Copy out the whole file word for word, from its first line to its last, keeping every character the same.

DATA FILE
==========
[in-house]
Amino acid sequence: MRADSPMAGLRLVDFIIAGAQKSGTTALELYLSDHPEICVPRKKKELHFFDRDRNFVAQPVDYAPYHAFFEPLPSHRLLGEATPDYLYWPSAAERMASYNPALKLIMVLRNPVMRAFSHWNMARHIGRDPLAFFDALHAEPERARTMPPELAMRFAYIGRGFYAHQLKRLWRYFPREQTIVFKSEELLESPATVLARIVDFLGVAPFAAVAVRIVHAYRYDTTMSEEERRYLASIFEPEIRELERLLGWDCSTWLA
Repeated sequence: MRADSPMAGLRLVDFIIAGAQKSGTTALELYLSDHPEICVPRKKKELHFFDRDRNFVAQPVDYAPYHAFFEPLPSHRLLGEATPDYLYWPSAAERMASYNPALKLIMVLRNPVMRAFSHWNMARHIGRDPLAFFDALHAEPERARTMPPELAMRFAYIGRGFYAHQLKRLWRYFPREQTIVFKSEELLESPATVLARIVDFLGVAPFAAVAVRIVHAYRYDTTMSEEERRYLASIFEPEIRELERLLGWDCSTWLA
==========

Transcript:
[in-house]
Amino acid sequence: MRADSPMAGLRLVDFIIAGAQKSGTTALELYLSDHPEICVPRKKKELHFFDRDRNFVAQPVDYAPYHAFFEPLPSHRLLGEATPDYLYWPSAAERMASYNPALKLIMVLRNPVMRAFSHWNMARHIGRDPLAFFDALHAEPERARTMPPELAMRFAYIGRGFYAHQLKRLWRYFPREQTIVFKSEELLESPATVLARIVDFLGVAPFAAVAVRIVHAYRYDTTMSEEERRYLASIFEPEIRELERLLGWDCSTWLA
Repeated sequence: MRADSPMAGLRLVDFIIAGAQKSGTTALELYLSDHPEICVPRKKKELHFFDRDRNFVAQPVDYAPYHAFFEPLPSHRLLGEATPDYLYWPSAAERMASYNPALKLIMVLRNPVMRAFSHWNMARHIGRDPLAFFDALHAEPERARTMPPELAMRFAYIGRGFYAHQLKRLWRYFPREQTIVFKSEELLESPATVLARIVDFLGVAPFAAVAVRIVHAYRYDTTMSEEERRYLASIFEPEIRELERLLGWDCSTWLA